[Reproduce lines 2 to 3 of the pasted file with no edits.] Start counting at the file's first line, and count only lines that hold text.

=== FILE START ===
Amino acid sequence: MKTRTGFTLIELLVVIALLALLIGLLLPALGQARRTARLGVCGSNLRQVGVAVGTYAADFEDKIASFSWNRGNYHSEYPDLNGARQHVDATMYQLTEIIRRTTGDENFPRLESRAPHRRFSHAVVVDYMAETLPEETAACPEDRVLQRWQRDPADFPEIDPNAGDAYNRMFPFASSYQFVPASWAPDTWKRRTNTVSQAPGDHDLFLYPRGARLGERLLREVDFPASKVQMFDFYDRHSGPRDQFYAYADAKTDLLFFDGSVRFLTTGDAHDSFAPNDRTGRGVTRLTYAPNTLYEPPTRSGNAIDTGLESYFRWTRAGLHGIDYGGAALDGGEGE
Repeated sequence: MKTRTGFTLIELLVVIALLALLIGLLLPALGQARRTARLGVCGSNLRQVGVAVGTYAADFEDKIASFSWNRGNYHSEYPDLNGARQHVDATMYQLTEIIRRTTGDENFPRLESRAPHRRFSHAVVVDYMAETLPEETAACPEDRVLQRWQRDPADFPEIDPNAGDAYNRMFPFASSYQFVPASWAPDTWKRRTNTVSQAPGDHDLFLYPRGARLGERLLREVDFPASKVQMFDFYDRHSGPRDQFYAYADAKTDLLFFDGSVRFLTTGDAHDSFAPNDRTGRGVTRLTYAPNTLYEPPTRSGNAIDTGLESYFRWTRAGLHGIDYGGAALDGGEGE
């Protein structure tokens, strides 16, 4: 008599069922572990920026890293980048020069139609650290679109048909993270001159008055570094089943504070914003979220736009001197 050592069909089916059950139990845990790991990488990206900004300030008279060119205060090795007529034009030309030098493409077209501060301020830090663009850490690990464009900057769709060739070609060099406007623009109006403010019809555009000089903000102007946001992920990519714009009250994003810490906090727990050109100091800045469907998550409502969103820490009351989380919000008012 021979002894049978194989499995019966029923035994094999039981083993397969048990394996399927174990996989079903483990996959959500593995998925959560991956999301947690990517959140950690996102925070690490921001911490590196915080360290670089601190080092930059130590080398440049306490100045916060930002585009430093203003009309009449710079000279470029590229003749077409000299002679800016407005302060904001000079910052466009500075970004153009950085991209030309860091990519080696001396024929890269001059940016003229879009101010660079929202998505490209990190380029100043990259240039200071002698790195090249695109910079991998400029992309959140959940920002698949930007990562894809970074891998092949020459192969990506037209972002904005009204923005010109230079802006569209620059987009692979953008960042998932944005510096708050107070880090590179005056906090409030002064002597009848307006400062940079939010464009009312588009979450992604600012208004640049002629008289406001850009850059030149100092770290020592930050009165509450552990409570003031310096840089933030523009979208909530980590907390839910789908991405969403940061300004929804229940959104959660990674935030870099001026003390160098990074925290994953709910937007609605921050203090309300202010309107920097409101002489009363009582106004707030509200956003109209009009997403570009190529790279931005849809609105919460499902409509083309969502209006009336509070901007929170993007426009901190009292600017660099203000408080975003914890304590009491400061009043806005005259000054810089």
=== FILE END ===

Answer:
Repeated sequence: MKTRTGFTLIELLVVIALLALLIGLLLPALGQARRTARLGVCGSNLRQVGVAVGTYAADFEDKIASFSWNRGNYHSEYPDLNGARQHVDATMYQLTEIIRRTTGDENFPRLESRAPHRRFSHAVVVDYMAETLPEETAACPEDRVLQRWQRDPADFPEIDPNAGDAYNRMFPFASSYQFVPASWAPDTWKRRTNTVSQAPGDHDLFLYPRGARLGERLLREVDFPASKVQMFDFYDRHSGPRDQFYAYADAKTDLLFFDGSVRFLTTGDAHDSFAPNDRTGRGVTRLTYAPNTLYEPPTRSGNAIDTGLESYFRWTRAGLHGIDYGGAALDGGEGE
């Protein structure tokens, strides 16, 4: 008599069922572990920026890293980048020069139609650290679109048909993270001159008055570094089943504070914003979220736009001197 050592069909089916059950139990845990790991990488990206900004300030008279060119205060090795007529034009030309030098493409077209501060301020830090663009850490690990464009900057769709060739070609060099406007623009109006403010019809555009000089903000102007946001992920990519714009009250994003810490906090727990050109100091800045469907998550409502969103820490009351989380919000008012 021979002894049978194989499995019966029923035994094999039981083993397969048990394996399927174990996989079903483990996959959500593995998925959560991956999301947690990517959140950690996102925070690490921001911490590196915080360290670089601190080092930059130590080398440049306490100045916060930002585009430093203003009309009449710079000279470029590229003749077409000299002679800016407005302060904001000079910052466009500075970004153009950085991209030309860091990519080696001396024929890269001059940016003229879009101010660079929202998505490209990190380029100043990259240039200071002698790195090249695109910079991998400029992309959140959940920002698949930007990562894809970074891998092949020459192969990506037209972002904005009204923005010109230079802006569209620059987009692979953008960042998932944005510096708050107070880090590179005056906090409030002064002597009848307006400062940079939010464009009312588009979450992604600012208004640049002629008289406001850009850059030149100092770290020592930050009165509450552990409570003031310096840089933030523009979208909530980590907390839910789908991405969403940061300004929804229940959104959660990674935030870099001026003390160098990074925290994953709910937007609605921050203090309300202010309107920097409101002489009363009582106004707030509200956003109209009009997403570009190529790279931005849809609105919460499902409509083309969502209006009336509070901007929170993007426009901190009292600017660099203000408080975003914890304590009491400061009043806005005259000054810089």